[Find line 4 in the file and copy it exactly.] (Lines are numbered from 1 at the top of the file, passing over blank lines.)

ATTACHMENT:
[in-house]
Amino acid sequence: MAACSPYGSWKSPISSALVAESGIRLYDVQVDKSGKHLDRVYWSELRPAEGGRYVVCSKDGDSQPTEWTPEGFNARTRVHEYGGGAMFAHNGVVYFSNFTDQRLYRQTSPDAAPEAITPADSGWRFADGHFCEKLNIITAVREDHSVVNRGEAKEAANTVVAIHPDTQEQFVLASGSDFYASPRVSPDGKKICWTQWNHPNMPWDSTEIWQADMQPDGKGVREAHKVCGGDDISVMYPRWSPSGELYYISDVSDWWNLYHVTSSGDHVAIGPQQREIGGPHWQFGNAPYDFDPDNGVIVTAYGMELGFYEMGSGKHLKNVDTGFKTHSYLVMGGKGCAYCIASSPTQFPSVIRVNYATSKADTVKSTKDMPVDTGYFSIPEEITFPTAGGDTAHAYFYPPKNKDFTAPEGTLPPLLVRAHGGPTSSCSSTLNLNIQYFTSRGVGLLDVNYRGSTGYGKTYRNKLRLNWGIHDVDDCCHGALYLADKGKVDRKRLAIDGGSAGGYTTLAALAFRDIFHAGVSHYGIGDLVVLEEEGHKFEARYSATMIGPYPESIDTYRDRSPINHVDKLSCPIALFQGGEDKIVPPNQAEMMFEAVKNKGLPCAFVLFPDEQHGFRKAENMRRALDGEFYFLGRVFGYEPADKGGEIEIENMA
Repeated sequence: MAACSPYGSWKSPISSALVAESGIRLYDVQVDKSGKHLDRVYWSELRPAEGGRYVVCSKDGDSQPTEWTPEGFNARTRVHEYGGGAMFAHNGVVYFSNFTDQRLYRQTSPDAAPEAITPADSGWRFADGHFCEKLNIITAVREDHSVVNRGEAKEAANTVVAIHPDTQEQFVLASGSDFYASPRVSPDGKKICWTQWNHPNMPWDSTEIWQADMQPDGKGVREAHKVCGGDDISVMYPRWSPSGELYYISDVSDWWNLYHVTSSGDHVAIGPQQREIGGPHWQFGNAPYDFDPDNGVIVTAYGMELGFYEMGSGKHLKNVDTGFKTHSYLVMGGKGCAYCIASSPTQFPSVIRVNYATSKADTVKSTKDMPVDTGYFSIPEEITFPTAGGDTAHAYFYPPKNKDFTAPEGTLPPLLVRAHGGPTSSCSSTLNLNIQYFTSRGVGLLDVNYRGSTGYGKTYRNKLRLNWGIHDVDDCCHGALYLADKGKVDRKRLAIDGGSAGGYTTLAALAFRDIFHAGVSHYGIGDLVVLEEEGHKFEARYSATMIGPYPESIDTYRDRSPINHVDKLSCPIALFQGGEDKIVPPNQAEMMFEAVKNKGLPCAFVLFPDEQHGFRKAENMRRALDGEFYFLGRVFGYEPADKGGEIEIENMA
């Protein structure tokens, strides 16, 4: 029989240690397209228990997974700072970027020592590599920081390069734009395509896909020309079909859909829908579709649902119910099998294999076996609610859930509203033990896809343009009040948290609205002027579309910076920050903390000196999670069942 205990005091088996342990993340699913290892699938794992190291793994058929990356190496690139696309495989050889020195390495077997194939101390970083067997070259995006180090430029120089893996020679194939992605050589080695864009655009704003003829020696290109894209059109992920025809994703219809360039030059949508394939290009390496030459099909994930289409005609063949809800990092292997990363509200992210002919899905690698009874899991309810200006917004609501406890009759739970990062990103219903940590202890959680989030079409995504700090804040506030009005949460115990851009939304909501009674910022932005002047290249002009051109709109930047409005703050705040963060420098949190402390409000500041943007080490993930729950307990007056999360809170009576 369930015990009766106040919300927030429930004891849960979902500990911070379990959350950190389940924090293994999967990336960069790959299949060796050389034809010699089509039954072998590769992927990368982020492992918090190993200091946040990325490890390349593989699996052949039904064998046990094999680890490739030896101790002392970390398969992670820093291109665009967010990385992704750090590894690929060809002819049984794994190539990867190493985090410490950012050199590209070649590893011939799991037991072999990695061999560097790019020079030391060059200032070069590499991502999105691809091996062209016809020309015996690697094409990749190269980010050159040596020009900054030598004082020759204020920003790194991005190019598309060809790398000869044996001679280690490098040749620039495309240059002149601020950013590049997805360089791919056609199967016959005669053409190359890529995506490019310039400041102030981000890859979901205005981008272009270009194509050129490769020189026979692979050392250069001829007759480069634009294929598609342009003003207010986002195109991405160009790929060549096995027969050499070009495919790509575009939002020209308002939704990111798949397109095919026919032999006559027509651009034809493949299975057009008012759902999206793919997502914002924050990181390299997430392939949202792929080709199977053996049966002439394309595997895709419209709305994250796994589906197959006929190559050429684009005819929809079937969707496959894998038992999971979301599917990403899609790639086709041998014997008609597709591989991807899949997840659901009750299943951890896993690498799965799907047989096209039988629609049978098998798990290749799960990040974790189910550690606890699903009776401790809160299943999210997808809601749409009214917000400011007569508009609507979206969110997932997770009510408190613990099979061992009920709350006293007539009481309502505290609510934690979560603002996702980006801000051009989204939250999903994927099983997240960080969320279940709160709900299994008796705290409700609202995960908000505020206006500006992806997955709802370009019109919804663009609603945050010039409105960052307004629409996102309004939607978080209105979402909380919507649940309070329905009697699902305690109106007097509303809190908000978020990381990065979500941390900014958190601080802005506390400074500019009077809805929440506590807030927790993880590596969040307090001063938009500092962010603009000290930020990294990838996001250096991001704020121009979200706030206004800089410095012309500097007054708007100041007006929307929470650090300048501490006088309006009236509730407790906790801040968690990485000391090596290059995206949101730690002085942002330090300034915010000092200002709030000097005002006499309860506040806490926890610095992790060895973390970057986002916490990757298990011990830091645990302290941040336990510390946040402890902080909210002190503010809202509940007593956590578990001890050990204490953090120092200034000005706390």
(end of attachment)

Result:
């Protein structure tokens, strides 16, 4: 029989240690397209228990997974700072970027020592590599920081390069734009395509896909020309079909859909829908579709649902119910099998294999076996609610859930509203033990896809343009009040948290609205002027579309910076920050903390000196999670069942 205990005091088996342990993340699913290892699938794992190291793994058929990356190496690139696309495989050889020195390495077997194939101390970083067997070259995006180090430029120089893996020679194939992605050589080695864009655009704003003829020696290109894209059109992920025809994703219809360039030059949508394939290009390496030459099909994930289409005609063949809800990092292997990363509200992210002919899905690698009874899991309810200006917004609501406890009759739970990062990103219903940590202890959680989030079409995504700090804040506030009005949460115990851009939304909501009674910022932005002047290249002009051109709109930047409005703050705040963060420098949190402390409000500041943007080490993930729950307990007056999360809170009576 369930015990009766106040919300927030429930004891849960979902500990911070379990959350950190389940924090293994999967990336960069790959299949060796050389034809010699089509039954072998590769992927990368982020492992918090190993200091946040990325490890390349593989699996052949039904064998046990094999680890490739030896101790002392970390398969992670820093291109665009967010990385992704750090590894690929060809002819049984794994190539990867190493985090410490950012050199590209070649590893011939799991037991072999990695061999560097790019020079030391060059200032070069590499991502999105691809091996062209016809020309015996690697094409990749190269980010050159040596020009900054030598004082020759204020920003790194991005190019598309060809790398000869044996001679280690490098040749620039495309240059002149601020950013590049997805360089791919056609199967016959005669053409190359890529995506490019310039400041102030981000890859979901205005981008272009270009194509050129490769020189026979692979050392250069001829007759480069634009294929598609342009003003207010986002195109991405160009790929060549096995027969050499070009495919790509575009939002020209308002939704990111798949397109095919026919032999006559027509651009034809493949299975057009008012759902999206793919997502914002924050990181390299997430392939949202792929080709199977053996049966002439394309595997895709419209709305994250796994589906197959006929190559050429684009005819929809079937969707496959894998038992999971979301599917990403899609790639086709041998014997008609597709591989991807899949997840659901009750299943951890896993690498799965799907047989096209039988629609049978098998798990290749799960990040974790189910550690606890699903009776401790809160299943999210997808809601749409009214917000400011007569508009609507979206969110997932997770009510408190613990099979061992009920709350006293007539009481309502505290609510934690979560603002996702980006801000051009989204939250999903994927099983997240960080969320279940709160709900299994008796705290409700609202995960908000505020206006500006992806997955709802370009019109919804663009609603945050010039409105960052307004629409996102309004939607978080209105979402909380919507649940309070329905009697699902305690109106007097509303809190908000978020990381990065979500941390900014958190601080802005506390400074500019009077809805929440506590807030927790993880590596969040307090001063938009500092962010603009000290930020990294990838996001250096991001704020121009979200706030206004800089410095012309500097007054708007100041007006929307929470650090300048501490006088309006009236509730407790906790801040968690990485000391090596290059995206949101730690002085942002330090300034915010000092200002709030000097005002006499309860506040806490926890610095992790060895973390970057986002916490990757298990011990830091645990302290941040336990510390946040402890902080909210002190503010809202509940007593956590578990001890050990204490953090120092200034000005706390």